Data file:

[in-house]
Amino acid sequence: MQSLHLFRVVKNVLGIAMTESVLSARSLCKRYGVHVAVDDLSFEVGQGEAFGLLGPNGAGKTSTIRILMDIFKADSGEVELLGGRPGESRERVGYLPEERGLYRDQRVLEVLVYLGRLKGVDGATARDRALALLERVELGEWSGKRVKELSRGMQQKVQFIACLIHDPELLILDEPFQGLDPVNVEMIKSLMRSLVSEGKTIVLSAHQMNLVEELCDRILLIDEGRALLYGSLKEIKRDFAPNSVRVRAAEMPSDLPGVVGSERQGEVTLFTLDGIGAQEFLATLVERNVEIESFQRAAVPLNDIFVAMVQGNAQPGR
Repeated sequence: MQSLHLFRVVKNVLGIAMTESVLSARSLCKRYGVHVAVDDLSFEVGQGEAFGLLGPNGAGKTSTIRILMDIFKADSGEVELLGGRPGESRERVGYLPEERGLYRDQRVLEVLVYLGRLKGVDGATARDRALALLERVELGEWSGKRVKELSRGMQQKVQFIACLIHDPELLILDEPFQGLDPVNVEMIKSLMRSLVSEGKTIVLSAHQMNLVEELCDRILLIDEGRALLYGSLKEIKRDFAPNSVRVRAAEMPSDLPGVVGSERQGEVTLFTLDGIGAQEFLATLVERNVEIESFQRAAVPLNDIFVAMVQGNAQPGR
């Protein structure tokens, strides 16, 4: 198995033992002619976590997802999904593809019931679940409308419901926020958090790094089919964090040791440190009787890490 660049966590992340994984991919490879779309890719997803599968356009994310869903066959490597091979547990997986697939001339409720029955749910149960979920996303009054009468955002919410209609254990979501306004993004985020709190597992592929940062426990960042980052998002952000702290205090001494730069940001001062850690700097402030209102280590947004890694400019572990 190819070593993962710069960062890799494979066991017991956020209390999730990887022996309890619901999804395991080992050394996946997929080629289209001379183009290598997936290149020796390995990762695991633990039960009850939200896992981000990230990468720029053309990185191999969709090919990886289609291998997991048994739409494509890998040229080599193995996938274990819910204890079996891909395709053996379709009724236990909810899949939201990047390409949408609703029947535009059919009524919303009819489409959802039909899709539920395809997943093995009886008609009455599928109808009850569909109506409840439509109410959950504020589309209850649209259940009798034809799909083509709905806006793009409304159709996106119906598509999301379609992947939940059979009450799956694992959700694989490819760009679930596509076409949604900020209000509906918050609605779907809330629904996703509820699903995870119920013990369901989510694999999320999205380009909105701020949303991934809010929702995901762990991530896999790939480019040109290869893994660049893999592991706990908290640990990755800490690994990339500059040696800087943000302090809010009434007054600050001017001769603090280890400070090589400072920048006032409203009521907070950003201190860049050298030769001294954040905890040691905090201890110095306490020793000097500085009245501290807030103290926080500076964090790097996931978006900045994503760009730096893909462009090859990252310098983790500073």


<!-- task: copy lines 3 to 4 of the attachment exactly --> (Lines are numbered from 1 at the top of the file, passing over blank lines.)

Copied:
Repeated sequence: MQSLHLFRVVKNVLGIAMTESVLSARSLCKRYGVHVAVDDLSFEVGQGEAFGLLGPNGAGKTSTIRILMDIFKADSGEVELLGGRPGESRERVGYLPEERGLYRDQRVLEVLVYLGRLKGVDGATARDRALALLERVELGEWSGKRVKELSRGMQQKVQFIACLIHDPELLILDEPFQGLDPVNVEMIKSLMRSLVSEGKTIVLSAHQMNLVEELCDRILLIDEGRALLYGSLKEIKRDFAPNSVRVRAAEMPSDLPGVVGSERQGEVTLFTLDGIGAQEFLATLVERNVEIESFQRAAVPLNDIFVAMVQGNAQPGR
């Protein structure tokens, strides 16, 4: 198995033992002619976590997802999904593809019931679940409308419901926020958090790094089919964090040791440190009787890490 660049966590992340994984991919490879779309890719997803599968356009994310869903066959490597091979547990997986697939001339409720029955749910149960979920996303009054009468955002919410209609254990979501306004993004985020709190597992592929940062426990960042980052998002952000702290205090001494730069940001001062850690700097402030209102280590947004890694400019572990 190819070593993962710069960062890799494979066991017991956020209390999730990887022996309890619901999804395991080992050394996946997929080629289209001379183009290598997936290149020796390995990762695991633990039960009850939200896992981000990230990468720029053309990185191999969709090919990886289609291998997991048994739409494509890998040229080599193995996938274990819910204890079996891909395709053996379709009724236990909810899949939201990047390409949408609703029947535009059919009524919303009819489409959802039909899709539920395809997943093995009886008609009455599928109808009850569909109506409840439509109410959950504020589309209850649209259940009798034809799909083509709905806006793009409304159709996106119906598509999301379609992947939940059979009450799956694992959700694989490819760009679930596509076409949604900020209000509906918050609605779907809330629904996703509820699903995870119920013990369901989510694999999320999205380009909105701020949303991934809010929702995901762990991530896999790939480019040109290869893994660049893999592991706990908290640990990755800490690994990339500059040696800087943000302090809010009434007054600050001017001769603090280890400070090589400072920048006032409203009521907070950003201190860049050298030769001294954040905890040691905090201890110095306490020793000097500085009245501290807030103290926080500076964090790097996931978006900045994503760009730096893909462009090859990252310098983790500073």